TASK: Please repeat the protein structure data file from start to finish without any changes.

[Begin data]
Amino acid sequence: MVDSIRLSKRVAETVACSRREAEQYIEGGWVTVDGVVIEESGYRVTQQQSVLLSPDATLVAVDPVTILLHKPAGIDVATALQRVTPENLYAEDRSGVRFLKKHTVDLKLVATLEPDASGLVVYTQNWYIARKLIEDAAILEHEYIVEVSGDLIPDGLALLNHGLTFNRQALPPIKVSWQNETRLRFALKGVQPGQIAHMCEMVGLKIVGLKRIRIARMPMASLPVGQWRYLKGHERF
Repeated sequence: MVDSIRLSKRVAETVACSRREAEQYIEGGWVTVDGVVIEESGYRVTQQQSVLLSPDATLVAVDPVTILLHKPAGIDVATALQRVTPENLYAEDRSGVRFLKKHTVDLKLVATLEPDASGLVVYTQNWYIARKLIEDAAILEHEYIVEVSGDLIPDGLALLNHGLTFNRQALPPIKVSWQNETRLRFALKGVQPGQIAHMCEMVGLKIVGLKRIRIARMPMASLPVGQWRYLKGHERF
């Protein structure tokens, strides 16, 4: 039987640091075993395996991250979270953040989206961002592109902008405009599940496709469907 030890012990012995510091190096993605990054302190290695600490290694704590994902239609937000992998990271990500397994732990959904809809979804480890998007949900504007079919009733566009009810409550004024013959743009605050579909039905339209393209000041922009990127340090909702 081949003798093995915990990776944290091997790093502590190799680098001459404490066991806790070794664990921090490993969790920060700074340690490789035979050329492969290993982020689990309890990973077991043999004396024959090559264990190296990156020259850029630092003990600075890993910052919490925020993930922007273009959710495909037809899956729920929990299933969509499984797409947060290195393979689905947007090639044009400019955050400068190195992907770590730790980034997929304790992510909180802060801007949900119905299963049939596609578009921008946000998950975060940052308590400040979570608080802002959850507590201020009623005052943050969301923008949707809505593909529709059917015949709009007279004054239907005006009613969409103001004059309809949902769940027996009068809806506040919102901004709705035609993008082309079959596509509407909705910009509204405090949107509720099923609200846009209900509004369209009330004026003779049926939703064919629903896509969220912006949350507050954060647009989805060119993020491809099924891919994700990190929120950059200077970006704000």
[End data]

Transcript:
Amino acid sequence: MVDSIRLSKRVAETVACSRREAEQYIEGGWVTVDGVVIEESGYRVTQQQSVLLSPDATLVAVDPVTILLHKPAGIDVATALQRVTPENLYAEDRSGVRFLKKHTVDLKLVATLEPDASGLVVYTQNWYIARKLIEDAAILEHEYIVEVSGDLIPDGLALLNHGLTFNRQALPPIKVSWQNETRLRFALKGVQPGQIAHMCEMVGLKIVGLKRIRIARMPMASLPVGQWRYLKGHERF
Repeated sequence: MVDSIRLSKRVAETVACSRREAEQYIEGGWVTVDGVVIEESGYRVTQQQSVLLSPDATLVAVDPVTILLHKPAGIDVATALQRVTPENLYAEDRSGVRFLKKHTVDLKLVATLEPDASGLVVYTQNWYIARKLIEDAAILEHEYIVEVSGDLIPDGLALLNHGLTFNRQALPPIKVSWQNETRLRFALKGVQPGQIAHMCEMVGLKIVGLKRIRIARMPMASLPVGQWRYLKGHERF
């Protein structure tokens, strides 16, 4: 039987640091075993395996991250979270953040989206961002592109902008405009599940496709469907 030890012990012995510091190096993605990054302190290695600490290694704590994902239609937000992998990271990500397994732990959904809809979804480890998007949900504007079919009733566009009810409550004024013959743009605050579909039905339209393209000041922009990127340090909702 081949003798093995915990990776944290091997790093502590190799680098001459404490066991806790070794664990921090490993969790920060700074340690490789035979050329492969290993982020689990309890990973077991043999004396024959090559264990190296990156020259850029630092003990600075890993910052919490925020993930922007273009959710495909037809899956729920929990299933969509499984797409947060290195393979689905947007090639044009400019955050400068190195992907770590730790980034997929304790992510909180802060801007949900119905299963049939596609578009921008946000998950975060940052308590400040979570608080802002959850507590201020009623005052943050969301923008949707809505593909529709059917015949709009007279004054239907005006009613969409103001004059309809949902769940027996009068809806506040919102901004709705035609993008082309079959596509509407909705910009509204405090949107509720099923609200846009209900509004369209009330004026003779049926939703064919629903896509969220912006949350507050954060647009989805060119993020491809099924891919994700990190929120950059200077970006704000």